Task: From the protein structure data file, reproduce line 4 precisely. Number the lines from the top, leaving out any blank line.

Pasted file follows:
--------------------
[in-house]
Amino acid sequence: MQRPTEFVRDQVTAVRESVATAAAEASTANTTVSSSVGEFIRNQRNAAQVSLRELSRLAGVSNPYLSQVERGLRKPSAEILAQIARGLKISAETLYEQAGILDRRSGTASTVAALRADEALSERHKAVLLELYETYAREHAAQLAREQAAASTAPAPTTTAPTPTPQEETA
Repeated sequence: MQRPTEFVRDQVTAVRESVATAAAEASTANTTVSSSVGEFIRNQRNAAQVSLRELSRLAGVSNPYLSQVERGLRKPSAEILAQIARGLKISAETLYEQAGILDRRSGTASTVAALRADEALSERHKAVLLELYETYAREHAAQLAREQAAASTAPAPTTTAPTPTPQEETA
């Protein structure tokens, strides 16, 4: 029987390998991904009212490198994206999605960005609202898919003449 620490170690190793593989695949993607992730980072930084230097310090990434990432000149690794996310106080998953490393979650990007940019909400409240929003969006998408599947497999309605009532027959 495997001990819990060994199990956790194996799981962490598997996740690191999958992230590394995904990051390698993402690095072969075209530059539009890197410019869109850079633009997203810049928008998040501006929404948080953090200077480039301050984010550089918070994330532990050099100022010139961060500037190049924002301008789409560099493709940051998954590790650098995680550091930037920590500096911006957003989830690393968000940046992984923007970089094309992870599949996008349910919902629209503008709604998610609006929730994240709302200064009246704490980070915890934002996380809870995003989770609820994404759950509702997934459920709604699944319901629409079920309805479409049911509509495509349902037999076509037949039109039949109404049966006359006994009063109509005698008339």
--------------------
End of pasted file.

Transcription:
């Protein structure tokens, strides 16, 4: 029987390998991904009212490198994206999605960005609202898919003449 620490170690190793593989695949993607992730980072930084230097310090990434990432000149690794996310106080998953490393979650990007940019909400409240929003969006998408599947497999309605009532027959 495997001990819990060994199990956790194996799981962490598997996740690191999958992230590394995904990051390698993402690095072969075209530059539009890197410019869109850079633009997203810049928008998040501006929404948080953090200077480039301050984010550089918070994330532990050099100022010139961060500037190049924002301008789409560099493709940051998954590790650098995680550091930037920590500096911006957003989830690393968000940046992984923007970089094309992870599949996008349910919902629209503008709604998610609006929730994240709302200064009246704490980070915890934002996380809870995003989770609820994404759950509702997934459920709604699944319901629409079920309805479409049911509509495509349902037999076509037949039109039949109404049966006359006994009063109509005698008339």